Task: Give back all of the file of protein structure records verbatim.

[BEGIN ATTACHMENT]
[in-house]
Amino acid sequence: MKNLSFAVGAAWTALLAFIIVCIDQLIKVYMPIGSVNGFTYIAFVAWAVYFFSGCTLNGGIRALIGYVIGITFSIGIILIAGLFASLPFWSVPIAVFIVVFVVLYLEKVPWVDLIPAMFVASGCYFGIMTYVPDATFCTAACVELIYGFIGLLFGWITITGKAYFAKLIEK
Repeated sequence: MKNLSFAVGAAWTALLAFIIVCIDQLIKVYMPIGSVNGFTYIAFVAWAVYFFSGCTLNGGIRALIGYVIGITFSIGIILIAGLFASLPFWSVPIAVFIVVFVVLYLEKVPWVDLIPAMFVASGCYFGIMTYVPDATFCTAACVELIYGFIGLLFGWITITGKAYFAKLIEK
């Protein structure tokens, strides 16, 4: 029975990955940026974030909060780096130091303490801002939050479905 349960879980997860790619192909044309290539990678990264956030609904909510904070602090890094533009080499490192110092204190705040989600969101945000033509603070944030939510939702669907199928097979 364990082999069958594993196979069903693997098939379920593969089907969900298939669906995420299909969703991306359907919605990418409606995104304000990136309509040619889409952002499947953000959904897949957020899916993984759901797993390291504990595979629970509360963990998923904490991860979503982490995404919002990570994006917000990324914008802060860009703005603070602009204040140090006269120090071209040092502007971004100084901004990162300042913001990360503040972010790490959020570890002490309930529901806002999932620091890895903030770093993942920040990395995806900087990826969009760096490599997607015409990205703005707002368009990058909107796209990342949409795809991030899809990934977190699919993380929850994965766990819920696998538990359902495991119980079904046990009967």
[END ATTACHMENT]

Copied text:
[in-house]
Amino acid sequence: MKNLSFAVGAAWTALLAFIIVCIDQLIKVYMPIGSVNGFTYIAFVAWAVYFFSGCTLNGGIRALIGYVIGITFSIGIILIAGLFASLPFWSVPIAVFIVVFVVLYLEKVPWVDLIPAMFVASGCYFGIMTYVPDATFCTAACVELIYGFIGLLFGWITITGKAYFAKLIEK
Repeated sequence: MKNLSFAVGAAWTALLAFIIVCIDQLIKVYMPIGSVNGFTYIAFVAWAVYFFSGCTLNGGIRALIGYVIGITFSIGIILIAGLFASLPFWSVPIAVFIVVFVVLYLEKVPWVDLIPAMFVASGCYFGIMTYVPDATFCTAACVELIYGFIGLLFGWITITGKAYFAKLIEK
């Protein structure tokens, strides 16, 4: 029975990955940026974030909060780096130091303490801002939050479905 349960879980997860790619192909044309290539990678990264956030609904909510904070602090890094533009080499490192110092204190705040989600969101945000033509603070944030939510939702669907199928097979 364990082999069958594993196979069903693997098939379920593969089907969900298939669906995420299909969703991306359907919605990418409606995104304000990136309509040619889409952002499947953000959904897949957020899916993984759901797993390291504990595979629970509360963990998923904490991860979503982490995404919002990570994006917000990324914008802060860009703005603070602009204040140090006269120090071209040092502007971004100084901004990162300042913001990360503040972010790490959020570890002490309930529901806002999932620091890895903030770093993942920040990395995806900087990826969009760096490599997607015409990205703005707002368009990058909107796209990342949409795809991030899809990934977190699919993380929850994965766990819920696998538990359902495991119980079904046990009967």